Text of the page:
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    Understanding Bell's Palsy -- Symptoms

    In addition to Bell's palsy, a number of other conditions can also cause facial paralysis. Your doctor should be able to determine whether you have Bell's palsy based on the specifics of your symptoms.

    For instance, after a stroke the muscles of the forehead and eyelid are rarely affected. Stroke patients are often unable to move their facial muscles voluntarily, but will have facial muscle movements as involuntary emotional responses (as in smiling or laughing). If you have Bell's palsy, however, all facial movements will be paralyzed.

    Understanding Bell's Palsy

    Find out more about Bell's palsy:



    Diagnosis and Treatment



    In the case of a tumor, any facial paralysis will usually come on gradually and, depending on the location of the tumor, there may be other symptoms that are not found in Bell's palsy. Most other conditions that can cause facial paralysis include symptoms that are not common to Bell's palsy.

    What Are the Symptoms of Bell's Palsy?

    The symptoms of Bell's palsy can include:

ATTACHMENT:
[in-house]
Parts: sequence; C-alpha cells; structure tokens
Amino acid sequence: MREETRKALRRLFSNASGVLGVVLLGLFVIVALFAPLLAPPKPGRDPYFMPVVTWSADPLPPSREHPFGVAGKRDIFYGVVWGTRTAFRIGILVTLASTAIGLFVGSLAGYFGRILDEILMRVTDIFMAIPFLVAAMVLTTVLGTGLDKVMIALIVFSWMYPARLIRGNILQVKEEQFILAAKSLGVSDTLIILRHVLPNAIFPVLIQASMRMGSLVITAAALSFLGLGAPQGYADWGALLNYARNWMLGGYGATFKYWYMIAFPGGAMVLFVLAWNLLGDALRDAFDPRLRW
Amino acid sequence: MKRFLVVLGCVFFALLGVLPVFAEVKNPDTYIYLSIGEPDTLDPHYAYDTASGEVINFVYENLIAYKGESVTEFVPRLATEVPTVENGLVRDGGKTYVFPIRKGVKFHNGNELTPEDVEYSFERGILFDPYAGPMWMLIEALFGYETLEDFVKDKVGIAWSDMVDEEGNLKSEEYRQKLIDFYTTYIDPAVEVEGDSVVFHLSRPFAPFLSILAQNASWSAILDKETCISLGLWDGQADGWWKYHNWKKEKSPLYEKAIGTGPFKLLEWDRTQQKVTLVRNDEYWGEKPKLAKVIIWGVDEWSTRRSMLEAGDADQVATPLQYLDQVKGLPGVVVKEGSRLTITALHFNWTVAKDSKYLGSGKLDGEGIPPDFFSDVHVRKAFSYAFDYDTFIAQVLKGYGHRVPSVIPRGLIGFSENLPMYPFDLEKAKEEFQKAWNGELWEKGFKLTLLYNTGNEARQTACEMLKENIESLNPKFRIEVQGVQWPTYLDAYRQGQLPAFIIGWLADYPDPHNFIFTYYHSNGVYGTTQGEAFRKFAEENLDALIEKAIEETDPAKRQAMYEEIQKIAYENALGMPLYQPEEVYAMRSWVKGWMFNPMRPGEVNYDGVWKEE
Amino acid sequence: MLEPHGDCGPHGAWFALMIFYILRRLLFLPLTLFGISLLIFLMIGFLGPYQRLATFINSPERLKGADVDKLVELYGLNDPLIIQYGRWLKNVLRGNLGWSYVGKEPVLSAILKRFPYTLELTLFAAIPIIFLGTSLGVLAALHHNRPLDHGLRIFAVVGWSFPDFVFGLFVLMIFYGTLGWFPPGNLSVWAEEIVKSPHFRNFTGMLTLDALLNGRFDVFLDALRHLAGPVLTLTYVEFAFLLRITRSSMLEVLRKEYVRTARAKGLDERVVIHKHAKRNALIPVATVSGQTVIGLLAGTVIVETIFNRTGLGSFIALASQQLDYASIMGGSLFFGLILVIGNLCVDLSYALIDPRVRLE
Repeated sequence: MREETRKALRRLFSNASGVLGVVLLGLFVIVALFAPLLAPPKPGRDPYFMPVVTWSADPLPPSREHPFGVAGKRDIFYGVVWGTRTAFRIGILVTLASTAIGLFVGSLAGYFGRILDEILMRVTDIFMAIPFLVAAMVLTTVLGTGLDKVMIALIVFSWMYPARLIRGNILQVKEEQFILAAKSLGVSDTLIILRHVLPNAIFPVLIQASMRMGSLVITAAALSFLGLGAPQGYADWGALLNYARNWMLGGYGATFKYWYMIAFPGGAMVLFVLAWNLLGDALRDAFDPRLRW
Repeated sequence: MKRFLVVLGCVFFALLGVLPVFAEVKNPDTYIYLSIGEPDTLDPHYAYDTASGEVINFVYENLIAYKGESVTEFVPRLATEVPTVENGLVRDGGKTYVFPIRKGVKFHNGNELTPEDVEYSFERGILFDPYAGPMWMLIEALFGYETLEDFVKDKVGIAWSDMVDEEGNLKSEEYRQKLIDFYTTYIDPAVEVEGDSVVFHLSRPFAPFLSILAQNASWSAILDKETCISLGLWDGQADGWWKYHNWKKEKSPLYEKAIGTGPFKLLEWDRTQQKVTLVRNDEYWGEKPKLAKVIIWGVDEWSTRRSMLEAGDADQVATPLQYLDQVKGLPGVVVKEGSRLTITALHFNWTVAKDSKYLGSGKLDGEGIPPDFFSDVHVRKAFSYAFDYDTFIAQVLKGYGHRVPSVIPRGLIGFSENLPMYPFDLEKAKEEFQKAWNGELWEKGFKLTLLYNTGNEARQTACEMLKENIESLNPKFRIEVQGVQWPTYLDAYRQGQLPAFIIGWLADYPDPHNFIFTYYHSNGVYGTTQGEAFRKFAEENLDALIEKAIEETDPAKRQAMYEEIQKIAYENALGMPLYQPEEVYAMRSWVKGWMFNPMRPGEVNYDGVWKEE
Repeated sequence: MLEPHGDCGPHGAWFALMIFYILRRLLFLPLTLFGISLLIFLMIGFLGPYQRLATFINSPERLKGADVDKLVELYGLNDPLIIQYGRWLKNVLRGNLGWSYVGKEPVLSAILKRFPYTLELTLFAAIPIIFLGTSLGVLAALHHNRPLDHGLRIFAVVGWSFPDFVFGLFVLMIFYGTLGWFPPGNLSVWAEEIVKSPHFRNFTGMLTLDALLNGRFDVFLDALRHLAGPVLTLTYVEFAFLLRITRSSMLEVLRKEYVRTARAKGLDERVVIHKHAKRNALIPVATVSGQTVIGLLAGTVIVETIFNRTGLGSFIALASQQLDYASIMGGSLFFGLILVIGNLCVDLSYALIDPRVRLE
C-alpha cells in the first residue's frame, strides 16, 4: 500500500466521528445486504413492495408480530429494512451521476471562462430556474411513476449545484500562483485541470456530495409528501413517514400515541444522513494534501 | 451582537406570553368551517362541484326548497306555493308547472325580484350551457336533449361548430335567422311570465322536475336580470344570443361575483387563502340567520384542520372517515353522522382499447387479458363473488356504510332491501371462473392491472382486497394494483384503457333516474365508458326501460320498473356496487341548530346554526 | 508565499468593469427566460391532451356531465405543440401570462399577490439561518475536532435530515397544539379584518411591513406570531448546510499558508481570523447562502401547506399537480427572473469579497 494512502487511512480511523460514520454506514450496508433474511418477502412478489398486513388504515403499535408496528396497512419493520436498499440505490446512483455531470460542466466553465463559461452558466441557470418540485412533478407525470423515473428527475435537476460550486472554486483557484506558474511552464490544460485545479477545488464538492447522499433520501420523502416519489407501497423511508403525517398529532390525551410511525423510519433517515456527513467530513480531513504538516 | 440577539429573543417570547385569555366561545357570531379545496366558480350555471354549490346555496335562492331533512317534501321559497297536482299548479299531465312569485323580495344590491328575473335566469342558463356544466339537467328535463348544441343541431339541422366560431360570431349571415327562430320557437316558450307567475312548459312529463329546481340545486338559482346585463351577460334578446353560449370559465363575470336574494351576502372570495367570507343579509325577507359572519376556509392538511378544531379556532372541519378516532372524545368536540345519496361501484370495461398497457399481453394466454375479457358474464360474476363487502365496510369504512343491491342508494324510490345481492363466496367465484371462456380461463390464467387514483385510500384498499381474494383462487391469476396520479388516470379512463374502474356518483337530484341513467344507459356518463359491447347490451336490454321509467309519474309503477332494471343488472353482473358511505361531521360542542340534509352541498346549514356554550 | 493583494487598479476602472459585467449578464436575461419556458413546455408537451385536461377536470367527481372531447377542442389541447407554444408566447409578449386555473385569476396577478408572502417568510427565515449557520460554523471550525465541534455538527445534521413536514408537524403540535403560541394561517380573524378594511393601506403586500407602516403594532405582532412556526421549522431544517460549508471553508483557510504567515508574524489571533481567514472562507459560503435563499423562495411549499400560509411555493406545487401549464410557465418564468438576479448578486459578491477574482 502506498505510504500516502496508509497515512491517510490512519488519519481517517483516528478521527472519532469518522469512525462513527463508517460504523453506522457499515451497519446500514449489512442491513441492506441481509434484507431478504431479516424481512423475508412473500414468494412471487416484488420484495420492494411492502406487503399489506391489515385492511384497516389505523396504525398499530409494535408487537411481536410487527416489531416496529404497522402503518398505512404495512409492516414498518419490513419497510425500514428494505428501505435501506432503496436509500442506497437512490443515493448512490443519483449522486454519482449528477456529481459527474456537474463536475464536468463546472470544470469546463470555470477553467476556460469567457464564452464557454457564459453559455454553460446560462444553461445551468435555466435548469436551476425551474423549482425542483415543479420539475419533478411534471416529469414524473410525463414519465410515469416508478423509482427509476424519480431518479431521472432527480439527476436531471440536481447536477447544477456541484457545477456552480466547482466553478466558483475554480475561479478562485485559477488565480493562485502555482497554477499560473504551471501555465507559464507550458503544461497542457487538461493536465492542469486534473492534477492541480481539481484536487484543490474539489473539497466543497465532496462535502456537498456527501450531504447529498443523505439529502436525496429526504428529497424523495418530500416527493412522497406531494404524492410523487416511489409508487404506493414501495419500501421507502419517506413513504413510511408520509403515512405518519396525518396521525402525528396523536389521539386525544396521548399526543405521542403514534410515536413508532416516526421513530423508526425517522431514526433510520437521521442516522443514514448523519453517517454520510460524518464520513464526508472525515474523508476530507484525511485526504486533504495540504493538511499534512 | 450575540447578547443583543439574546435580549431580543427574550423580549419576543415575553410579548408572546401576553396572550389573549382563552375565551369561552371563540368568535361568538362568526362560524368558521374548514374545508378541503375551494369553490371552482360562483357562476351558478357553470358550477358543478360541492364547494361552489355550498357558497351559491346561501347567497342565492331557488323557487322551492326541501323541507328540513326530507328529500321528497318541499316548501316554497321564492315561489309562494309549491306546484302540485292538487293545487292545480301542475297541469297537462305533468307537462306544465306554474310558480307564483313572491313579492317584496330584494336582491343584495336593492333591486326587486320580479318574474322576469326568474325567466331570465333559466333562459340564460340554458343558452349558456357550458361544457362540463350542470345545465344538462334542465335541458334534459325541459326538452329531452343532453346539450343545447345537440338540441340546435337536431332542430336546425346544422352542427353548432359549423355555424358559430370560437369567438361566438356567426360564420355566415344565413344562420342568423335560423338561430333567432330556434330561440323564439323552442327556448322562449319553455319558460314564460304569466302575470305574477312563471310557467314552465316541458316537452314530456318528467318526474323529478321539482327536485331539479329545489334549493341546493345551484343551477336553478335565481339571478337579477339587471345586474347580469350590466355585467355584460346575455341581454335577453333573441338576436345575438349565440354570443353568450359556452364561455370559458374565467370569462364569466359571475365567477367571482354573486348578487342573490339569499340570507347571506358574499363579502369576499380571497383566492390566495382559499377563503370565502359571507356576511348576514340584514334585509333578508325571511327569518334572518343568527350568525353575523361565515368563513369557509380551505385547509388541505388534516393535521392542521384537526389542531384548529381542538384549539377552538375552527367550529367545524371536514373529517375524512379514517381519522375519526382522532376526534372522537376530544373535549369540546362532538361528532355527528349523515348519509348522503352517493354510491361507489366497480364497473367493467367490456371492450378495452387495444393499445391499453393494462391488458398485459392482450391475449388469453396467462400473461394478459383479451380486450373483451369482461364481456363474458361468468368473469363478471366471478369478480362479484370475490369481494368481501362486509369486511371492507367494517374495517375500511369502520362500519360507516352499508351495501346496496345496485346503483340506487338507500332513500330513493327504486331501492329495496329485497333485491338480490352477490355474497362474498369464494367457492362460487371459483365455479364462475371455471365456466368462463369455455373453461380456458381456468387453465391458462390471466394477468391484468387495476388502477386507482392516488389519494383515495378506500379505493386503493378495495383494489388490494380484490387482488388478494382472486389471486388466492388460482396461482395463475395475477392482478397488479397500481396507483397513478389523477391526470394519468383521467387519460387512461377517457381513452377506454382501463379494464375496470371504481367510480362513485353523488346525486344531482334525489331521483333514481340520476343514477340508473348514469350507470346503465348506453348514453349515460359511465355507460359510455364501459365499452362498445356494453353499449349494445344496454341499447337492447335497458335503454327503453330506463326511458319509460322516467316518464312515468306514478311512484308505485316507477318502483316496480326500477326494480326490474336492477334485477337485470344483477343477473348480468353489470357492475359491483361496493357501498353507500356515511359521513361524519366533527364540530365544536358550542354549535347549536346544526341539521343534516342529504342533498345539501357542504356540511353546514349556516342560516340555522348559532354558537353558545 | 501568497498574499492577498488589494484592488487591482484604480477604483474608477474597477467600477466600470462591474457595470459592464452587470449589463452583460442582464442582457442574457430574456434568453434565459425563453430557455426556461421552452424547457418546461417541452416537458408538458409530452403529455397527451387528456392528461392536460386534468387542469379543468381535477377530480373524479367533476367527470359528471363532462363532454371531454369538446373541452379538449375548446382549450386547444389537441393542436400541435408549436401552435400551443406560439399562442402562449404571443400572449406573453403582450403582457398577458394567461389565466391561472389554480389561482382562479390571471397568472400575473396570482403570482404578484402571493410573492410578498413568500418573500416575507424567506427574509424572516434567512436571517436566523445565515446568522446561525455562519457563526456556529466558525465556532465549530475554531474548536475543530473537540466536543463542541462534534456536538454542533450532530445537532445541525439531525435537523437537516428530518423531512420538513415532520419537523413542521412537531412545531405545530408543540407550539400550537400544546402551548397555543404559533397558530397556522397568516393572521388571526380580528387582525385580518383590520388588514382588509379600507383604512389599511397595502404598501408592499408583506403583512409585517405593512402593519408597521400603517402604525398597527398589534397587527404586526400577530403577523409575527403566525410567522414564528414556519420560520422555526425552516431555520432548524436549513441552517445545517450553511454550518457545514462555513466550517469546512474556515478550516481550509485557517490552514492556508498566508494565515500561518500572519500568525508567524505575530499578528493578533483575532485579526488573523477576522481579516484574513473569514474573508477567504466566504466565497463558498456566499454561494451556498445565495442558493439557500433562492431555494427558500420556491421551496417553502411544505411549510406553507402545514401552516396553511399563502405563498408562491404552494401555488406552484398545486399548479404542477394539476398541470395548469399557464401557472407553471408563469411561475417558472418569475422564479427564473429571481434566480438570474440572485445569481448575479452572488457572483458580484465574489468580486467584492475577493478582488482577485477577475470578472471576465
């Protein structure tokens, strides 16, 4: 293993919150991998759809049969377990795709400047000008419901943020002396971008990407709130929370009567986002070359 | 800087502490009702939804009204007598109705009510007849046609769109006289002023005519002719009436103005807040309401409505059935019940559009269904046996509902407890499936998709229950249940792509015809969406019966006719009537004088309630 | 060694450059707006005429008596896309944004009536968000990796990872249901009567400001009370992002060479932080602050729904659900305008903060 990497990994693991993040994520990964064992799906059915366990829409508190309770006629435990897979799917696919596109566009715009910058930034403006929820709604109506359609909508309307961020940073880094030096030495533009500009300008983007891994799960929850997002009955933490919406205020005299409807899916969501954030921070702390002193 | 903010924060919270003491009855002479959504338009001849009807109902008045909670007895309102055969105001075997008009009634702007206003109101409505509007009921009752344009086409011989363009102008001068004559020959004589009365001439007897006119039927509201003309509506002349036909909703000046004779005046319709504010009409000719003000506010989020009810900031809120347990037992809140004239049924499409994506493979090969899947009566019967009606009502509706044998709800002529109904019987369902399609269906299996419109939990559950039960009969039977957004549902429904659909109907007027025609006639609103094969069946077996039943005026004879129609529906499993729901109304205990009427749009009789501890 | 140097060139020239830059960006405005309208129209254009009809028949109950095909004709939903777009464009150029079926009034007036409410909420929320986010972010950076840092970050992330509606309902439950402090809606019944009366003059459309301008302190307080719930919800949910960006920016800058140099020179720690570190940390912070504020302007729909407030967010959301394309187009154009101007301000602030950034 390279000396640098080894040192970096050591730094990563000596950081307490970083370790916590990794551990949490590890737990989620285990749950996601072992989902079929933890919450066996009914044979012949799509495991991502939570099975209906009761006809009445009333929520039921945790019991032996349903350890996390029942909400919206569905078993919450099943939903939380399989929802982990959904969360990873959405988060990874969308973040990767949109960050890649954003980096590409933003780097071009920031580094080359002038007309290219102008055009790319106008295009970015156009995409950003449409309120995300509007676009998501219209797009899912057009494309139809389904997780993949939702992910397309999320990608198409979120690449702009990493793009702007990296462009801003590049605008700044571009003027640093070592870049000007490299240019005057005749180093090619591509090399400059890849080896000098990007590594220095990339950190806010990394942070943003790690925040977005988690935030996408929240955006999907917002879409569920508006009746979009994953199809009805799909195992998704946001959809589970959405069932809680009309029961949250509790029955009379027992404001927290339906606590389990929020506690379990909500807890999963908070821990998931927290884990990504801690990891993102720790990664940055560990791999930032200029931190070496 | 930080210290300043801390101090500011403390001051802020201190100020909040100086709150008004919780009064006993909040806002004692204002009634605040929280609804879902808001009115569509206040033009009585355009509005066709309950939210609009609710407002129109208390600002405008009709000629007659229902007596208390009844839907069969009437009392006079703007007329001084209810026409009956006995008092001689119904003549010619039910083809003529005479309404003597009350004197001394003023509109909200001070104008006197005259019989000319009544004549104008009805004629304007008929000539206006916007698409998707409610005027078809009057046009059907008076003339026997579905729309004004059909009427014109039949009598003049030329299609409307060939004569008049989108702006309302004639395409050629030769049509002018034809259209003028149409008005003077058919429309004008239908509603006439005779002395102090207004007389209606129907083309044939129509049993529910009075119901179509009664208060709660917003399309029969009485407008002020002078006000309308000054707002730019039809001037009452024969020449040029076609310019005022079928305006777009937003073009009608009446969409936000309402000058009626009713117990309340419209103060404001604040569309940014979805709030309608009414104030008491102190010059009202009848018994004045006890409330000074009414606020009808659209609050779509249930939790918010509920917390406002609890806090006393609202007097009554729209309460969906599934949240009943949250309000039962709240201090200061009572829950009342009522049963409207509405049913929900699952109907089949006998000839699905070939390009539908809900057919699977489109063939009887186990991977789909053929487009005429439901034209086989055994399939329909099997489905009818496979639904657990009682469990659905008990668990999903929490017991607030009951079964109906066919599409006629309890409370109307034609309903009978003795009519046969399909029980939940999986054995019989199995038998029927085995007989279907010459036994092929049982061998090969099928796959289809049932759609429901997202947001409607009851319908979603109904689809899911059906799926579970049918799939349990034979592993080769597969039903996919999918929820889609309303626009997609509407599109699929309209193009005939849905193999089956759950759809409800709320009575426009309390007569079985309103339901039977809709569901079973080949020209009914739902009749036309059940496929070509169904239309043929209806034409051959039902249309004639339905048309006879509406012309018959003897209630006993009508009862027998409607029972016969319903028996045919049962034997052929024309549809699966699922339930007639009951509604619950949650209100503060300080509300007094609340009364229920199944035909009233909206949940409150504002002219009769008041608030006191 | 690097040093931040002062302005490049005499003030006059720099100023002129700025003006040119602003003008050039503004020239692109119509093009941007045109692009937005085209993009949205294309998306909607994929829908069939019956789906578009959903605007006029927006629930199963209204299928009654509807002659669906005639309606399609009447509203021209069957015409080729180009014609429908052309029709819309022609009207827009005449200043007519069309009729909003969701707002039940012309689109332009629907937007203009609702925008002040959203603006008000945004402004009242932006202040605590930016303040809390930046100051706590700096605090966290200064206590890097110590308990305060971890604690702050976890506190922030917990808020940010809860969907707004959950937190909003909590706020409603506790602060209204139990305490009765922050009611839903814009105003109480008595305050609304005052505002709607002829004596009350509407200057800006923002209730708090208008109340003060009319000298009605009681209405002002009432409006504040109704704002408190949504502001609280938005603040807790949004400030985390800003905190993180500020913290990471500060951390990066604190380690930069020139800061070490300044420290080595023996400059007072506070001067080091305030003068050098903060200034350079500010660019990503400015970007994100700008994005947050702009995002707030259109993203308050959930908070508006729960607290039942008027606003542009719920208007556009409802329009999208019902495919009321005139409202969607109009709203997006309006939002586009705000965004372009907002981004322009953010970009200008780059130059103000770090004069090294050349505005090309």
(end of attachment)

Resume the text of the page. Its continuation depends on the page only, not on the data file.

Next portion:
• Drooping of the muscles on one side of the face
    • Inability to close the eyelid on the affected side, including the inability to blink
    • Excess or decreased tearing
    • Drooling
    • Difficulty chewing on the affected side
    • Decreased sense of taste on the affected side
    • Twitching of the muscles on the affected side
    • Pain or numbness behind the ear on the affected side of the face

    Call Your Doctor About Bell's Palsy If:

    • You notice any weakness or drooping of the facial muscles
    • You cannot blink or close your eye
    • You have excess or decreased tearing
    • You have numbness, pain, or twitching of your facial muscles

    WebMD Medical Reference

    Reviewed by Neil Lava, MD on March 19, 2015

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